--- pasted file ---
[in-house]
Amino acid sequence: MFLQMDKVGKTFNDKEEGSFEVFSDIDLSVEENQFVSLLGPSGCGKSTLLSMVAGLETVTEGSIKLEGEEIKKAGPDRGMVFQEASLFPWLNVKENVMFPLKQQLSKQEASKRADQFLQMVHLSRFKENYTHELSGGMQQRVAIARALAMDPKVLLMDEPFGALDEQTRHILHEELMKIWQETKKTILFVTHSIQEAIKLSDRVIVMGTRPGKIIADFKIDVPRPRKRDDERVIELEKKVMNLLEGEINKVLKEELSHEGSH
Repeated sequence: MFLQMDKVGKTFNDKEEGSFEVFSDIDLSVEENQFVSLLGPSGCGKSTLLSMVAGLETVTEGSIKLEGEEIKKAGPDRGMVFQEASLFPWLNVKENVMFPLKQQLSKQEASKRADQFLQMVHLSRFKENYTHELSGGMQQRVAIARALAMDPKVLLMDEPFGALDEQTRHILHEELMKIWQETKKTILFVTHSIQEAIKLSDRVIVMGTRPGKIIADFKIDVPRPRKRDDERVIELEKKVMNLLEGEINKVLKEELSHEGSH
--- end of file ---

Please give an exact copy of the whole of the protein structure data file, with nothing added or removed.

[in-house]
Amino acid sequence: MFLQMDKVGKTFNDKEEGSFEVFSDIDLSVEENQFVSLLGPSGCGKSTLLSMVAGLETVTEGSIKLEGEEIKKAGPDRGMVFQEASLFPWLNVKENVMFPLKQQLSKQEASKRADQFLQMVHLSRFKENYTHELSGGMQQRVAIARALAMDPKVLLMDEPFGALDEQTRHILHEELMKIWQETKKTILFVTHSIQEAIKLSDRVIVMGTRPGKIIADFKIDVPRPRKRDDERVIELEKKVMNLLEGEINKVLKEELSHEGSH
Repeated sequence: MFLQMDKVGKTFNDKEEGSFEVFSDIDLSVEENQFVSLLGPSGCGKSTLLSMVAGLETVTEGSIKLEGEEIKKAGPDRGMVFQEASLFPWLNVKENVMFPLKQQLSKQEASKRADQFLQMVHLSRFKENYTHELSGGMQQRVAIARALAMDPKVLLMDEPFGALDEQTRHILHEELMKIWQETKKTILFVTHSIQEAIKLSDRVIVMGTRPGKIIADFKIDVPRPRKRDDERVIELEKKVMNLLEGEINKVLKEELSHEGSH